And at the beginning, when the infant was taken to be bathed, if it was a boy, they carried him with his symbol in his hand; and the symbol was the tool used by the infant’s father, whether of the military or professions like metalworker, woodcarver, or whatever other profession.... And if the infant was a girl, the symbol they gave her for bathing was a distaff with its spindle and its basket, and a broom, which were the things she would use when she grew up.Codex Mendoza, folio 56v (Berdan and Anawalt 1992: vol. 4, 118); originally written ca. 1541
The merchant is a seller, a merchandiser, a retailer; (he is) one who profits, who gains; who has reached an agreement on prices; who secures increase, who multiplies (his possessions).... The good merchant (is) a follower of the routes, a traveler.Sahagún 1950–1982: book 10, 42–43; originally written 1575–1577 or 1578–1580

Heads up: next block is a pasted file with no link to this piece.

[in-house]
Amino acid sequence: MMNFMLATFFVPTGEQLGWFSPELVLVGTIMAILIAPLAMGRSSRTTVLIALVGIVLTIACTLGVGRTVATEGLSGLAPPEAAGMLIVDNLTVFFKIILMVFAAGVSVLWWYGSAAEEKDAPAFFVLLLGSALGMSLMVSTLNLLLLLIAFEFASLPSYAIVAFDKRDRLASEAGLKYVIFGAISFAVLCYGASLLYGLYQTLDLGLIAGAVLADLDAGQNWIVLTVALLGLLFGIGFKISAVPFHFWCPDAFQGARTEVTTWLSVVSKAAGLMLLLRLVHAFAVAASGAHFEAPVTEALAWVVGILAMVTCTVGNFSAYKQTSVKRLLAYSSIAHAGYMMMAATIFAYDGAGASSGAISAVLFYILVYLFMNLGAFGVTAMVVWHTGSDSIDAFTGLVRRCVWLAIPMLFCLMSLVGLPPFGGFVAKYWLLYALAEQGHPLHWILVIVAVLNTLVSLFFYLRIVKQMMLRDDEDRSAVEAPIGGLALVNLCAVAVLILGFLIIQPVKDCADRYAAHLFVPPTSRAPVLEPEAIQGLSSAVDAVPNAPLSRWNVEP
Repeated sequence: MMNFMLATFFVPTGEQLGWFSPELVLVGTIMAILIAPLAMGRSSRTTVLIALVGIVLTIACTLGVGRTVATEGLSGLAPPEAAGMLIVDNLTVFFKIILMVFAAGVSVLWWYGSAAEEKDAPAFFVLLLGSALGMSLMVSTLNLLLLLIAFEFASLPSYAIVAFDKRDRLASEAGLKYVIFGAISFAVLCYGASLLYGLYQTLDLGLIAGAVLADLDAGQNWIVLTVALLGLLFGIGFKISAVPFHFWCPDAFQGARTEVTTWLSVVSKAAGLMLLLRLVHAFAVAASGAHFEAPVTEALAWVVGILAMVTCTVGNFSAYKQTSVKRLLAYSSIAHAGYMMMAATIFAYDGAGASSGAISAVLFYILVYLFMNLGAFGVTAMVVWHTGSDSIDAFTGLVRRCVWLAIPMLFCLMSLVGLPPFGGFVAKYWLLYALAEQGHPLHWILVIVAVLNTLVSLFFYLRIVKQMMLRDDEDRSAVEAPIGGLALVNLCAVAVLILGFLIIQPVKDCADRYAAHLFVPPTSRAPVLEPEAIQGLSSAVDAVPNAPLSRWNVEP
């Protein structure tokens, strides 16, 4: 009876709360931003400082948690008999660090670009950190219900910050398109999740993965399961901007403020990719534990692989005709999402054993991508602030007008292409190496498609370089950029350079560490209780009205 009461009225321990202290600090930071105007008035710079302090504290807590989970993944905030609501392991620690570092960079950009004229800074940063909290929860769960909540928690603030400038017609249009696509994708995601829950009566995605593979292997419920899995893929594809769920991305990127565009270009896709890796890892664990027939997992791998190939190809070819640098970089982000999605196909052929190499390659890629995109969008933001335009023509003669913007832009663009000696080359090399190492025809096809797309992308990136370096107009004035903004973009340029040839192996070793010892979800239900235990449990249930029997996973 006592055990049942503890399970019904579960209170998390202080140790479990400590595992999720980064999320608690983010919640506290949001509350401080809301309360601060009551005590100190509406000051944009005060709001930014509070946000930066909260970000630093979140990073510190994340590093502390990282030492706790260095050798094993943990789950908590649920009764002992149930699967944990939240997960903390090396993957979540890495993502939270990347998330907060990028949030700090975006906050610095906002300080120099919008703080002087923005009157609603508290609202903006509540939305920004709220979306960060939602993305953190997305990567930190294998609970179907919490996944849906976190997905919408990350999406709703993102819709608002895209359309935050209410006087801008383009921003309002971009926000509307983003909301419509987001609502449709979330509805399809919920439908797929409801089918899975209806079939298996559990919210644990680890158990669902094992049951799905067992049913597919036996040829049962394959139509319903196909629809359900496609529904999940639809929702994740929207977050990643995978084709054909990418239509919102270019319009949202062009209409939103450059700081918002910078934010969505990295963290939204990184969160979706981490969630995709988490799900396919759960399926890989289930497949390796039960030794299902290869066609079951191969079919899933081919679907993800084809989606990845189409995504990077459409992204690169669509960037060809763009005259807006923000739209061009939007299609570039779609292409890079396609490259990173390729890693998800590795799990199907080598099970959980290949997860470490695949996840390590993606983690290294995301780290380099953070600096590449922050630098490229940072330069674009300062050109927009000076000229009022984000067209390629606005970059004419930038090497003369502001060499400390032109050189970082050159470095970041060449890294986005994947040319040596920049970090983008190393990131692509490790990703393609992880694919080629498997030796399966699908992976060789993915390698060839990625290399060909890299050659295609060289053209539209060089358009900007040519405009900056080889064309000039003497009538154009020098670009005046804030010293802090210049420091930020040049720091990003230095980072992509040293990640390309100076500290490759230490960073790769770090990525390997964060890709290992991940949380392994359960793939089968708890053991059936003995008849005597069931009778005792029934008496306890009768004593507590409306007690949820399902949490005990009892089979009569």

The Aztec world was a world of specialists. In the political sphere there were royal advisers, ambassadors, military officers, judges, tax collectors, and scribes, along with a bevy of administrators and palace servants. Royal palaces could support intellectuals such as philosophers and astronomers, skilled architects and engineers, trained zoo and aviary caretakers, gardeners, and performers for the amusement of the ruler. In the world of religion, there were hierarchies of priests for every deity, supported by teachers, “composers of songs,” and cadres of priestly assistants. In the subsistence realm, it is likely that most food producers cultivated an assortment of crops or sought a variety of wild resources. Yet some foods, such as turkeys and their eggs, pulque, salt, and aquatic fauna, may have been available through specialized efforts (see Chapter 3). The service sector of the economy included barbers, porters, collectors of fresh water, masons, midwives, physicians, astrologers, and prostitutes. Numerous regional traders and long-distance merchants plied their trades full time.